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Multithreading in C/C++

Multithreading in C/C++: In this article, we are going to see what is multithreading and how to implement that in C/C++ programming?
Submitted by Radib Kar, on November 05, 2020

In this article, we are going to see what is multithreading and why do we need this and how we can implement multithreading in C?

Multithreading

Concurrent programming & parallelism is one of the most common features that has been used in the industry level very robustly. Since the CPUs has been advanced based or their performances, the number of cores, developers are also supposed to take advantage of those in software level too. To understand multithreading, we need to understand concurrency. For example, we all use a browser, as I use Firefox. While you open Firefox application, you can use multiple tabs simultaneously. Maybe in one tab, you stream music, in another tab, you play video and in some other tab, you browse your information. Though we are running multiple tabs simultaneously, we are running under single application only. So the application is the main process while the tabs can be thought of as threads running independently with some common shared resources. This is what, known as concurrency.

Now, let's look from the coding point of view. What can be multithreading within coding? Suppose, you are reading a huge file line by line. Say, you are currently reading this creating a single process only(without multithreading). In this case, you are reading lien by line and it will take n*x amount of time given is the number of lines and x is the amount of time needed to read a single line. Now, say you opted for multithreading. You have a good number of CPU cores and you created a thread pool with a fixed number of threads say y which is a good match with the number of CPU cores you have. In this case, you coded in such a way that the first thread will read 1st line, the second thread will read the second line, the yth thread will read the yth line. Now, since all threads running concurrently, you can read y lines in x seconds. The first thread will again read (y+1)th line and so on. So here the total time taken will be much less and roughly it will take time around (n*x)/y.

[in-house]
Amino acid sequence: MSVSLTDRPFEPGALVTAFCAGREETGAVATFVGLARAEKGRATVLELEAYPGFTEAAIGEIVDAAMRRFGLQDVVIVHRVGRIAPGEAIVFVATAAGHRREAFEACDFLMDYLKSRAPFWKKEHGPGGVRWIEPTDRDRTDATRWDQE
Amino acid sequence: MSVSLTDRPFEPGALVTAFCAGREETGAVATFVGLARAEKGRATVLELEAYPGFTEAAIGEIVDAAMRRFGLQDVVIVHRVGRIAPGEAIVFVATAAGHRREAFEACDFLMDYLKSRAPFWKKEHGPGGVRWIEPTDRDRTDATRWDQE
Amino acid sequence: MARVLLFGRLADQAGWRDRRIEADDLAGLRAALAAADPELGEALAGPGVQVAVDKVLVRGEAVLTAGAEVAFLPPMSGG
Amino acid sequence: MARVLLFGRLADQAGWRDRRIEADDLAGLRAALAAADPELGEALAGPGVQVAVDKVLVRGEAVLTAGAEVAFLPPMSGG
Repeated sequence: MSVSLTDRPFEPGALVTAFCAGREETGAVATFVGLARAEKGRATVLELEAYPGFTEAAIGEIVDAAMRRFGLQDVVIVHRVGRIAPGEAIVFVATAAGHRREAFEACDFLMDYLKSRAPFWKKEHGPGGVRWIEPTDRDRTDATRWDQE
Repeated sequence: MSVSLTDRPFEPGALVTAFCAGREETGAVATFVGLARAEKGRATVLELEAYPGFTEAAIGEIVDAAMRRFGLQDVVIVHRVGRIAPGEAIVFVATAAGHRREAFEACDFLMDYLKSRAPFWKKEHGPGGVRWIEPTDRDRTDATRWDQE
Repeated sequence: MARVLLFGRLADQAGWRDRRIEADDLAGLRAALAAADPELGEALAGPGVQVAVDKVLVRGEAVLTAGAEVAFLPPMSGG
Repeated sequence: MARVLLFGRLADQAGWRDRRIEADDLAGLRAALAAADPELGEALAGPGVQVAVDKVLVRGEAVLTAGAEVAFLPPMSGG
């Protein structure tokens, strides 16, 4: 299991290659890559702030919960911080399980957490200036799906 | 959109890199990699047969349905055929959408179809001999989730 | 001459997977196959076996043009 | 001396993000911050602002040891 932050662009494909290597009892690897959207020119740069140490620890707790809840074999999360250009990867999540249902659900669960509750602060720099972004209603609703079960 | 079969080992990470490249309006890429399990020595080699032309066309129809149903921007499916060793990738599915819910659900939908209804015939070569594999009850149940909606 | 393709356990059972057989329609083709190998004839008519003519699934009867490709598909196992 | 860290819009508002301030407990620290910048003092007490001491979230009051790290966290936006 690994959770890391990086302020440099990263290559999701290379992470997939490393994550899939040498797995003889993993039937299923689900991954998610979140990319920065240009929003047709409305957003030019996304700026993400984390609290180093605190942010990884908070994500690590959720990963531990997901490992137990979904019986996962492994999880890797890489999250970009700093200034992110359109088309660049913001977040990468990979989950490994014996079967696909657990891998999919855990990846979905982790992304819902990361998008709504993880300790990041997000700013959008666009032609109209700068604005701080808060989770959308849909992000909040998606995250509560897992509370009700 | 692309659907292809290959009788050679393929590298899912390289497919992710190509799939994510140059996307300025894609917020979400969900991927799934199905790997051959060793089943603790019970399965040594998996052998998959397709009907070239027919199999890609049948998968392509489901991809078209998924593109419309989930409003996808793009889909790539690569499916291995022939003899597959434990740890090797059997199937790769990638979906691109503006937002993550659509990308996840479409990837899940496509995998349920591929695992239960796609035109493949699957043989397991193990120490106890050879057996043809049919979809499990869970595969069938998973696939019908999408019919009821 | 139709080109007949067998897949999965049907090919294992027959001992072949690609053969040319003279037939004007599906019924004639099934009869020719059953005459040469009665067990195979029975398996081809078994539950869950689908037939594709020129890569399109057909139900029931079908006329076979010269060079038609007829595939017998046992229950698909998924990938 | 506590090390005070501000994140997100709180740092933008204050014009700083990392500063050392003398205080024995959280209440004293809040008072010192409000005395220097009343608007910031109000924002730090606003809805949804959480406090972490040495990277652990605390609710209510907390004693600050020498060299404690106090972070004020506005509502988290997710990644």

This is the power of multithreading. Not only on independent cases, say there is a case where you want to create two threads and you need to finish one thread before the other one so that the data integrity maintains.

How we implement multithreading in C/C++?

Multithreading is C is maintained by OS. C doesn't have any additional support for multithreading. Rather it supports POSIX thread APIs which are available on OS like GNU/LINUX, Solaris, macOS X.

The threading APIs are supported by header <pthread.h>

1) Creating a thread in C

Each thread is a pthread_t object that has a unique pthread_t id. Two different threads can't have same pthread_t id. The API that's used to create a thread object is pthread_create()

The syntax of the API is like below:

    pthread_create(
        pthread_t* id, 
        pthread_attr_t* attribute, 
        void* function, void* arg
        );

Where,

  • pthread_t* id = pointer to the thread id of this thread
  • pthread_attr_t* attribute = Sets attributes of a thread, mostly we pass NULL to this
  • void* function = name of the worker function that you want to run on the created thread
  • void* arg = arguments of the worked function

First two arguments are more on the thread side and programmer is not bothered about that as most of the cases we pass the reference to the id & NULL respectively.

Now if the worker function is void* then, it is fine, otherwise, you have to typecast it. For example, say the signature of the worker function is

Int myworker(void*)

Then we need to typecast myworker as (void* (*)(void*))&myworker

Now if the worker function has more than one arguments, then we need to create a struct and need to typecast that to void*.

For example, worker function has one int and one char as arguments.

Then create a struct,

struct myarg{